Dolphins are intelligent creatures.
One quick search and you’ll find hundreds of videos supporting that scientific fact.
There are many behaviors that seem to support this – including one hunting trick dolphins off the Florida coast developed involving “mud rings,” which is as fascinating to watch as it is brilliant.
In the documentary, One Life, presented by BBC Earth, they shared footage of the dolphins’ technique that helps them capture large quantities of fish. It’s been viewed millions of times.
Take for instance bottlenose dolphins.
According to the Whale and Dolphin Conservation site, there are ones in Australia referred to as “spongers” that will pick up sea-sponges and keep them in their mouths while hunting on the ocean floor, so they don’t scrape up their noses.
Australian dolphins swim with conch shells in their mouths and then bring them to the surface.
Then, they dump out the water and feast on the tiny fish left at the bottom. They know gourmet!
Pretty clever, don’t you think?
The bottlenose dolphins near Florida invented a way to trap their prey with ease, using a method that helps bring them to the surface.
It starts with one of the dolphins vigorously flapping its tail while swimming at high speed.
This helps stir up mud from the seabed, which is the main tool in this trick.
The dolphin swims in a decreasing circle pattern. When the mud comes billowing up in a circle shape, it essentially creates a fishing net. Watching it from above is mesmerizing.
The fish are caught in the ring and are desperate to escape so they jump from the surface of the water where the dolphins are waiting for their tasty meal.
The dolphins display this brilliant technique, and over and over the dolphins’ prey comes leaping out – with the ring keeping them contained to the area. Using little effort the dolphins are able to indulge in a feast. That puts a spin on “all you can eat”!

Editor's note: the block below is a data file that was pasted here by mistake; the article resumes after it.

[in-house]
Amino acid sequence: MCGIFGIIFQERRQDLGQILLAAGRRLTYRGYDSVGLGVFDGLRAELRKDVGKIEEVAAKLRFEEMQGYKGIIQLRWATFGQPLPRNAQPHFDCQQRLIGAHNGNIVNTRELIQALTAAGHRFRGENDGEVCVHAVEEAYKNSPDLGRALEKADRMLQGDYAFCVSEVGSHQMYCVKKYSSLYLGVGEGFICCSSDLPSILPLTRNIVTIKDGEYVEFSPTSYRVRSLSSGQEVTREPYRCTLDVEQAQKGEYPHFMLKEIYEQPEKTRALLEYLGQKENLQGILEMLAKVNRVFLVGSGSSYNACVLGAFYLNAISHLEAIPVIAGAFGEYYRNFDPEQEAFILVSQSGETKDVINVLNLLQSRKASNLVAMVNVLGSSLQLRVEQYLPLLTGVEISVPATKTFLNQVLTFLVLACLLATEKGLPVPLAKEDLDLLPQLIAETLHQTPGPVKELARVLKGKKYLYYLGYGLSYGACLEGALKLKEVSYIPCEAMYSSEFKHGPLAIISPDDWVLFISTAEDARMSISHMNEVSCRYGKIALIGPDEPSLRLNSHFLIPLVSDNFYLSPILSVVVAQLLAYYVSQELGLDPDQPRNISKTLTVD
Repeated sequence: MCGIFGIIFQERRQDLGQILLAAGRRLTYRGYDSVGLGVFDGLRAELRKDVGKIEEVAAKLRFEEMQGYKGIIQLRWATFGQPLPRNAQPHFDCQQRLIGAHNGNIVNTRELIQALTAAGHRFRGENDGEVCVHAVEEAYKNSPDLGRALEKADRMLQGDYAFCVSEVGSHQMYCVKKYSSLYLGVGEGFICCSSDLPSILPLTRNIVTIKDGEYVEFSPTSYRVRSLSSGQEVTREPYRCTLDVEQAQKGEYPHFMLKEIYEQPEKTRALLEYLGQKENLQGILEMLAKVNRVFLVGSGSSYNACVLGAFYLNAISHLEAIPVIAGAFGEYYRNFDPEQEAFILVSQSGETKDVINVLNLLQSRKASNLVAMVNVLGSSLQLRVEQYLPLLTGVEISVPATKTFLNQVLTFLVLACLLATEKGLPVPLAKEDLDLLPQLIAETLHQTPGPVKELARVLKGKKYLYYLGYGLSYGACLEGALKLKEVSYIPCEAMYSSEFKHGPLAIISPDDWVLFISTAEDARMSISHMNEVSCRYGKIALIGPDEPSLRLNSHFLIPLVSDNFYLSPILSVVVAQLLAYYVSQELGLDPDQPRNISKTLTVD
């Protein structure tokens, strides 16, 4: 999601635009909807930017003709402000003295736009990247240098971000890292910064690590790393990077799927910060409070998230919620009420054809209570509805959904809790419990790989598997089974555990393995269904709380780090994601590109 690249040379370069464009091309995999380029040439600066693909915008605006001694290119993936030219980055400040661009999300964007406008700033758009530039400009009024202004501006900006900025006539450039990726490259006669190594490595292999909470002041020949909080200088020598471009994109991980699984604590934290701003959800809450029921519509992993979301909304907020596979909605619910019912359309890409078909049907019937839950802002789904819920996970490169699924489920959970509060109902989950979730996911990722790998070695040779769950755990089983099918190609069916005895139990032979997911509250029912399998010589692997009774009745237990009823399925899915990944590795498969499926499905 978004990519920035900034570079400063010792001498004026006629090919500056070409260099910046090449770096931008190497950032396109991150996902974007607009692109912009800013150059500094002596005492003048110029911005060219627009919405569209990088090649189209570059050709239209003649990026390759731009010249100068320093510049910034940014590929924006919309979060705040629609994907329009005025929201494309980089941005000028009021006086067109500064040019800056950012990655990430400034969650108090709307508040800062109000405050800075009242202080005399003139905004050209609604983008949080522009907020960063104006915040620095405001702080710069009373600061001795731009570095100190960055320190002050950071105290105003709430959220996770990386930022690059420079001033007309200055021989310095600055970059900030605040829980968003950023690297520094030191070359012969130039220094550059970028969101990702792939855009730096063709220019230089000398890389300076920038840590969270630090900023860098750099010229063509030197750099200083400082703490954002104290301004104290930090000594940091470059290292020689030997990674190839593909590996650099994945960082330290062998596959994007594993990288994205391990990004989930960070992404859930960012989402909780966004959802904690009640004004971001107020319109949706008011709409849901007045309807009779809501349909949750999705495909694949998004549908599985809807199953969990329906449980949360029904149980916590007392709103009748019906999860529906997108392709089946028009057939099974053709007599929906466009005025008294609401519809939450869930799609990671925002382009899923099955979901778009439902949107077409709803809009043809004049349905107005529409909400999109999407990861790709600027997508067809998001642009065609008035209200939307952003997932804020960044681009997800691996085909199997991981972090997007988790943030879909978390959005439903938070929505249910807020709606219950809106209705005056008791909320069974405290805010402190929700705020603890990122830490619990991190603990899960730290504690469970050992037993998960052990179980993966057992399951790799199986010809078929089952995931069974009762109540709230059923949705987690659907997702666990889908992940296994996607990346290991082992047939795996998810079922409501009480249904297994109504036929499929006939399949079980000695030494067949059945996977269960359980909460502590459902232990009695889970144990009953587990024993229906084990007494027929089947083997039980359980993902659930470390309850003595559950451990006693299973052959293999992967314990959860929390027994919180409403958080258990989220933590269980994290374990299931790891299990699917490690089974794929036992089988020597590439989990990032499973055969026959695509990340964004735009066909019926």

Interestingly enough, this isn’t just a typical hunting method for dolphins. As the narrator of One Life points out:
“These dolphins are the only ones to have developed this hunting behavior, and it gives them an edge. This sort of advantage may mean the difference between life and death in the survival of the fittest.”
How the Florida dolphins learned to carry out the technique may have come from a single dolphin’s experience, one scientist believes. It could have unintentionally stirred up a plume of mud and realized the effect it had on fish.
Duke University Biologist, Andrew Read, told National Geographic:
“I wouldn’t be surprised if the behavior evolved from a single dolphin sorting out the benefits of a mud plume to use as a barrier to fish against, and then realizing that a circle is even better.”
Told you these dolphins are smart. They are so fascinating to watch. There are even instances of dolphins helping and rescuing swimmers from drowning or sharks. So what’s your favorite “smart” animal?
Watch the video below to see the dolphins catch their dinner with a net of mud!
Please SHARE this with your friends and family.